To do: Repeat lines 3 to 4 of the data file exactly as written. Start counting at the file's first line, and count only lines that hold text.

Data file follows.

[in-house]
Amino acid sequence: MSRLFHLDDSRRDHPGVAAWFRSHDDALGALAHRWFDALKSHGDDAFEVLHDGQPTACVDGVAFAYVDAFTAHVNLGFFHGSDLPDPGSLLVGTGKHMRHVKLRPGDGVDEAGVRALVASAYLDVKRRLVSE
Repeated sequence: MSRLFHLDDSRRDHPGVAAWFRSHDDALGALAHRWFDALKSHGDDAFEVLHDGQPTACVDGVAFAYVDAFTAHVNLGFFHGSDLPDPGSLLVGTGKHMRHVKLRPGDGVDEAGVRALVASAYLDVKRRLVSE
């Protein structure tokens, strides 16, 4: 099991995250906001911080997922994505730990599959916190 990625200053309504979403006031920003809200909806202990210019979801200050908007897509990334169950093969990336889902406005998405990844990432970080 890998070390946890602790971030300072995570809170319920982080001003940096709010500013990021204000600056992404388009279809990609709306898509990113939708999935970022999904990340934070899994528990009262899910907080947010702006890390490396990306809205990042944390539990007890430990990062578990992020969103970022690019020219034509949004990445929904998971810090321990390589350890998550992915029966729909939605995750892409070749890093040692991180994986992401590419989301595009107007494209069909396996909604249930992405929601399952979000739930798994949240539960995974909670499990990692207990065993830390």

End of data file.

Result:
Repeated sequence: MSRLFHLDDSRRDHPGVAAWFRSHDDALGALAHRWFDALKSHGDDAFEVLHDGQPTACVDGVAFAYVDAFTAHVNLGFFHGSDLPDPGSLLVGTGKHMRHVKLRPGDGVDEAGVRALVASAYLDVKRRLVSE
């Protein structure tokens, strides 16, 4: 099991995250906001911080997922994505730990599959916190 990625200053309504979403006031920003809200909806202990210019979801200050908007897509990334169950093969990336889902406005998405990844990432970080 890998070390946890602790971030300072995570809170319920982080001003940096709010500013990021204000600056992404388009279809990609709306898509990113939708999935970022999904990340934070899994528990009262899910907080947010702006890390490396990306809205990042944390539990007890430990990062578990992020969103970022690019020219034509949004990445929904998971810090321990390589350890998550992915029966729909939605995750892409070749890093040692991180994986992401590419989301595009107007494209069909396996909604249930992405929601399952979000739930798994949240539960995974909670499990990692207990065993830390």